When Julius Cesar was murdered by a group of Roman Senators he looked to one Senator, and good friend, Marcus Brutus and uttered the ever famous words “Et tu Brute?” (“Even you, Brutus?”). Those words have since become synonymous with trust defied and ultimate betrayal. Trust takes time to build and only a single instance to shatter it. As business owners and consultants, the difficulty of building trust can be magnified by your clients previous experiences, experiences that had nothing to do with you.
While all businesses bear the burden of building trust and creating a positive experience for their clients, consultants and freelancers have added challenge because we are the product. I know you may think that what you do is your product but it’s not, your customers will hire you, re-hire you, recommend you because of their experience with you more so than for your skills.
You are also your best differentiator. A lot of people have your skills (sorry to burst your bubble), so how you execute, the experience you create and trust you build with your clients will differentiate you more than your ability to write php, design a pretty logo or crunch numbers (or whatever you do).
Think of trust as a form of currency, it’s something that must be earned and can pay dividends for a long time. No one owes it to you and you aren’t granted trust by default, it’s going to take work.
Trust is also much easier to squander than earn.
So why don’t they trust you?
While every situation is different, it’s often because previous consultants or businesses they’ve worked with have underperformed, over-represented their abilities, or generally not created a positive experience for the client.
If you are in a project with a client and sense a lack of trust it may be that expectations are not being properly set. More on that shortly…
Lack of trust can also stem from our occasional gaffe in taking on work that we shouldn’t (aren’t really qualified, don’t have the time, …) rather than referring that work to someone else.
Clients also have trust issues because they know that they may not have the expertise to properly vet your experience and have to go on a little faith and how they feel about you. Yes, they’re insecure and they should be, it’s their money and business that depend on you doing what they are hiring you do so put them at ease…
How Do I Overcome A Lack Of Trust?
While impossible to say for every situation, there are a few rules that will help you build trust, avoid eroding it and generally create a more positive experience for your client in most situations:
1. Be brutally honest, with your [prospective] client and yourself. If the work is not in your expertise recommend them to someone (or help them find someone) who’s expertise it is. It can be hard to pass up work when you know there is a paycheck waiting but it’s not worth the nightmare at the other end and the damage it can do to your reputation. By referring them to someone good you will already be earning their trust.
2. Be generous with your knowledge. You don’t have to give away the farm before they hire you but once they do unload on them, make them feel as though they are getting, and learning, far more than they bargained for.
3. Manage Expectations. This one is harder than it sounds, especially when some clients come in with unreasonable expectations to begin with, but 9 times out of 10, if expectations aren’t met it’s because we’ve failed to manage them from the start. I recently heard John Jantsch (Duct Tape Marketing) speak to the Social Media Club of Dallas and he eloquently stated that “nothing will erode trust faster than failing to meet expectations”, and it’s all too true…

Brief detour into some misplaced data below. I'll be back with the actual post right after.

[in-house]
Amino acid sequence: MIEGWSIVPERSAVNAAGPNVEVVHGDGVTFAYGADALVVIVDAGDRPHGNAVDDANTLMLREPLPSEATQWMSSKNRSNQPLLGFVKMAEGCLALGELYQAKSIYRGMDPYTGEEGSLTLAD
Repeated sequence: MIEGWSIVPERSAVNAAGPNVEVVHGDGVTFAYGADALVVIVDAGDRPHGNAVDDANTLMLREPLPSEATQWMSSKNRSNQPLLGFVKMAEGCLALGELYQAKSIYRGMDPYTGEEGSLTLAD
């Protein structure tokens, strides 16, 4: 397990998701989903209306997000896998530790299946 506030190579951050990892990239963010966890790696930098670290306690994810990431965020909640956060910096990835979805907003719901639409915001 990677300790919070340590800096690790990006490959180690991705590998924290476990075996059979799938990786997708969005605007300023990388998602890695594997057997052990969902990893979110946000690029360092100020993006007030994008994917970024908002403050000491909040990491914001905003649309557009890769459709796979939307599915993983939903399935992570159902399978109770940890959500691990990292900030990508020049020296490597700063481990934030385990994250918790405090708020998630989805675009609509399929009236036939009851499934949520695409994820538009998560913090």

This is a big one so it deserves a few tips for managing expectations:
4. Be responsive but don’t always respond immediately. One of the biggest traps is getting caught in an email “conversation.” Rarely is anything coming across email an emergency (if it is they’ll call) and if you always respond from email immediately they’ll always expect you to and that is a communications nightmare. Rather, let them know that you check email a few times a day and stick to it so you aren’t stuck in email instead of doing your job.
5. Anticipate what your client will need. Remember, they don’t know what they don’t know, that is why they’ve hired you! You’ve done this 100+ times, they never have, so develop a process you can follow that will help ensure requirements are gathered and expectations set up front. Be patient with them and be thorough here. Quick example: when building a website I always tell the client (even before getting hired) that content is their responsibility. Sounds obvious right? But to someone that’s never built a site the content is a part of the site. Trust me, you don’t want to get to the end of a project only to find that the client thought you were writing all of their content too.
6. Do what you say you will and when. If it’s going to take you a week to do something tell them 10 days. It’s the old under-promise and over deliver premise. That might sound less than ethical but the reality is that things come up, things change, and we run into any number of bumps in the road. Give yourself time and pad it a little to be sure that no matter what happens or whose fault it is you can still meet the deadlines you agree to. (For the sake of transparency, this is the one I have the hardest time with).
While this feels like one of those “common sense” posts it’s easy to get caught in our busyness and the myriad of things we have to always do and forget the basics. Your clients want to trust you but you have to give them reason to.
How do you mange client expectations?
How do you build trust?
What do you do to create an overwhelming positive experience for your clients?
How do you repair trust when you make a mistake (we all do)?